Ah, to duty they had bid farewell, the lady remarked softly, as she busied herself in decking Magda's hat with flowers.
The ladder served for the decking of the may-pole and roof of the hall.
Women have elaborate head ornaments, decking their hair with artificial flowers, butterflies made of jade, gold pins and pearls.
Feigele, like all young girls, is fond of dressing and decking herself out.
In Russia the custom of decking the houses with branches at Whitsuntide is universal.
The small trestles prepared by the engineers, ready for the decking.
This consisted of loose pieces of decking, which could easily be raised and removed for flushing and cleaning.
It is like decking the victim for the sacrifice, to see all these roses and green leaves.
None of the populace seemed to be too poor to purchase freely of the flowers, all decking their persons with them.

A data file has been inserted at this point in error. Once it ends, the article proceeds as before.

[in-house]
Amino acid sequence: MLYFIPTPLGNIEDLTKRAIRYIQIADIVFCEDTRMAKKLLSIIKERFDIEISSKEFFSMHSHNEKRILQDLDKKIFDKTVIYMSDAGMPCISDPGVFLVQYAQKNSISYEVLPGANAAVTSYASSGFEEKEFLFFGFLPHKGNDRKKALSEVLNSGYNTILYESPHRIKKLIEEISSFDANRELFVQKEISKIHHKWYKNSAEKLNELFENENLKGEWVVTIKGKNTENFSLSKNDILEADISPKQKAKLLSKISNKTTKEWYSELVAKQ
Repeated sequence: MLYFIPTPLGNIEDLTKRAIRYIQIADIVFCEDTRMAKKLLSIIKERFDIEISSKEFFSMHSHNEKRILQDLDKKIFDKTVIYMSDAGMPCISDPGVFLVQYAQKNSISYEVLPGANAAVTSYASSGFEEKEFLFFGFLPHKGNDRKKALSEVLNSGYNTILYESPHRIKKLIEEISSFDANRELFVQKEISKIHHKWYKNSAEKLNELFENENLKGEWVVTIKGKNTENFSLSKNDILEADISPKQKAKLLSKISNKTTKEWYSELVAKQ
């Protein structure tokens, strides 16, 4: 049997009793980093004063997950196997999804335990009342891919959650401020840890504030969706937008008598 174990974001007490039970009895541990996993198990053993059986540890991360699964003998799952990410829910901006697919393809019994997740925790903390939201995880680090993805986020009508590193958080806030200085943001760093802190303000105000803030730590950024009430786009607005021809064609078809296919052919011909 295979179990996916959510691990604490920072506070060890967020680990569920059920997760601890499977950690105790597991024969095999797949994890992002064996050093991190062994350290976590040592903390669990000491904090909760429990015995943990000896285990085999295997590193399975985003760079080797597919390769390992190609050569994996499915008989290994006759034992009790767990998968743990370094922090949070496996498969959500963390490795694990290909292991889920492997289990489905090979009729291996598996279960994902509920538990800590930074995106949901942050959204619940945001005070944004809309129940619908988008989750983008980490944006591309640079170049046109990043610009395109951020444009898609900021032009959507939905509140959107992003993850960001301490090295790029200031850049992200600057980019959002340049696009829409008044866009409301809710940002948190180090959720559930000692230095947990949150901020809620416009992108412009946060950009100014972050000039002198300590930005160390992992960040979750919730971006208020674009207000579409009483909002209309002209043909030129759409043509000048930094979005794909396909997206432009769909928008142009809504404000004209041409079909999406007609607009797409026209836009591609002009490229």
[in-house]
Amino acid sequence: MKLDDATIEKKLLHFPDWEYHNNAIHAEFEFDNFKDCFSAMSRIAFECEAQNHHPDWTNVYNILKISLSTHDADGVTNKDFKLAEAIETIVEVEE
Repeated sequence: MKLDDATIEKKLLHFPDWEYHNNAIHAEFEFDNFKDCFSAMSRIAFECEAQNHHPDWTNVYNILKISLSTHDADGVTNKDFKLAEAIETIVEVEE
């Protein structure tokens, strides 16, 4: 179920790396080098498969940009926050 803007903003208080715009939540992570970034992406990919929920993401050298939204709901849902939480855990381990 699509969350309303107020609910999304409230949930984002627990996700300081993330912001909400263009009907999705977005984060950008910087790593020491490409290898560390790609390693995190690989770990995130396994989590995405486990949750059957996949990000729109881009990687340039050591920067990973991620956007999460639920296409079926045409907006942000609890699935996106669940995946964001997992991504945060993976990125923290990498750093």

We moved on hands and knees in the semi-darkness of the day under the decking.
"covering over part of a ship," mid-15c., perhaps a shortening of Middle Low German verdeck (or a related North Sea Germanic word), a nautical word, from ver- "fore" + decken "to cover, put under roof," from Proto-Germanic *thackjam (related to thatch, q.v.).
Sense extended early in English from "covering" to "platform of a ship." "Pack of cards" is 1590s, perhaps because they were stacked like decks of a ship. Deck chair (1884) so called because they were used on ocean liners. Tape deck (1949) is in reference to the flat surface of old reel-to-reel tape recorders.
"adorn" (as in deck the halls), early 15c., from Middle Dutch dekken "to cover," from the same Germanic root as deck (n.). Meaning "to cover" is from 1510s in English. Replaced Old English þeccan. Related: Decked; decking.
"knock down," c.1953, probably from deck (n.) on the notion of laying someone out on the deck. Related: Decked; decking.
To knock someone down, esp with the fist; floor: Remember that guy I decked in the restaurant? (1940s+)